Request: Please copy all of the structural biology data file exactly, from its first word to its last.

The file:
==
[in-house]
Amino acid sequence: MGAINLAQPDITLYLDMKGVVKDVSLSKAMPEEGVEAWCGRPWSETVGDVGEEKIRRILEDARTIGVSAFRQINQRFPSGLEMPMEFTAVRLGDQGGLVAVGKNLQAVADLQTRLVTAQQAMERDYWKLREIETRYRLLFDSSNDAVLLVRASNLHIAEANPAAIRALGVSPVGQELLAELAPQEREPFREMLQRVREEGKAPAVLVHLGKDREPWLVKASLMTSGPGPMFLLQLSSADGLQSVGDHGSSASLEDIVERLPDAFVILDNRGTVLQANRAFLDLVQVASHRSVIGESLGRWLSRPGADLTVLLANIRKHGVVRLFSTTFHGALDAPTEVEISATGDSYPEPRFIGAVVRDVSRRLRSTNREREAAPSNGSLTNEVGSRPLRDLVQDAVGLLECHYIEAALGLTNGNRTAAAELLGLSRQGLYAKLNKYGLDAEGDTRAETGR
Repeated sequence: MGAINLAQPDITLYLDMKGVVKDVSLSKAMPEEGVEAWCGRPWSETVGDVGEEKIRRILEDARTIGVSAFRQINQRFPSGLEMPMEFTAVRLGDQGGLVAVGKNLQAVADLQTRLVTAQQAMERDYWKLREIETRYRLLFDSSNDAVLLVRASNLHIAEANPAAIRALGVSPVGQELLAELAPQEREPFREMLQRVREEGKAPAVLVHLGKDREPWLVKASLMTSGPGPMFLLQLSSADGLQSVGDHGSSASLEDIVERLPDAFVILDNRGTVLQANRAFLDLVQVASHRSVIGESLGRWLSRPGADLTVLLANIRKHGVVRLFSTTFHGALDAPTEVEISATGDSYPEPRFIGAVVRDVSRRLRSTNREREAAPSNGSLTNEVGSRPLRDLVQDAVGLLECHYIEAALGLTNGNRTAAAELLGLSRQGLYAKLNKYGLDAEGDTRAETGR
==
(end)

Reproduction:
[in-house]
Amino acid sequence: MGAINLAQPDITLYLDMKGVVKDVSLSKAMPEEGVEAWCGRPWSETVGDVGEEKIRRILEDARTIGVSAFRQINQRFPSGLEMPMEFTAVRLGDQGGLVAVGKNLQAVADLQTRLVTAQQAMERDYWKLREIETRYRLLFDSSNDAVLLVRASNLHIAEANPAAIRALGVSPVGQELLAELAPQEREPFREMLQRVREEGKAPAVLVHLGKDREPWLVKASLMTSGPGPMFLLQLSSADGLQSVGDHGSSASLEDIVERLPDAFVILDNRGTVLQANRAFLDLVQVASHRSVIGESLGRWLSRPGADLTVLLANIRKHGVVRLFSTTFHGALDAPTEVEISATGDSYPEPRFIGAVVRDVSRRLRSTNREREAAPSNGSLTNEVGSRPLRDLVQDAVGLLECHYIEAALGLTNGNRTAAAELLGLSRQGLYAKLNKYGLDAEGDTRAETGR
Repeated sequence: MGAINLAQPDITLYLDMKGVVKDVSLSKAMPEEGVEAWCGRPWSETVGDVGEEKIRRILEDARTIGVSAFRQINQRFPSGLEMPMEFTAVRLGDQGGLVAVGKNLQAVADLQTRLVTAQQAMERDYWKLREIETRYRLLFDSSNDAVLLVRASNLHIAEANPAAIRALGVSPVGQELLAELAPQEREPFREMLQRVREEGKAPAVLVHLGKDREPWLVKASLMTSGPGPMFLLQLSSADGLQSVGDHGSSASLEDIVERLPDAFVILDNRGTVLQANRAFLDLVQVASHRSVIGESLGRWLSRPGADLTVLLANIRKHGVVRLFSTTFHGALDAPTEVEISATGDSYPEPRFIGAVVRDVSRRLRSTNREREAAPSNGSLTNEVGSRPLRDLVQDAVGLLECHYIEAALGLTNGNRTAAAELLGLSRQGLYAKLNKYGLDAEGDTRAETGR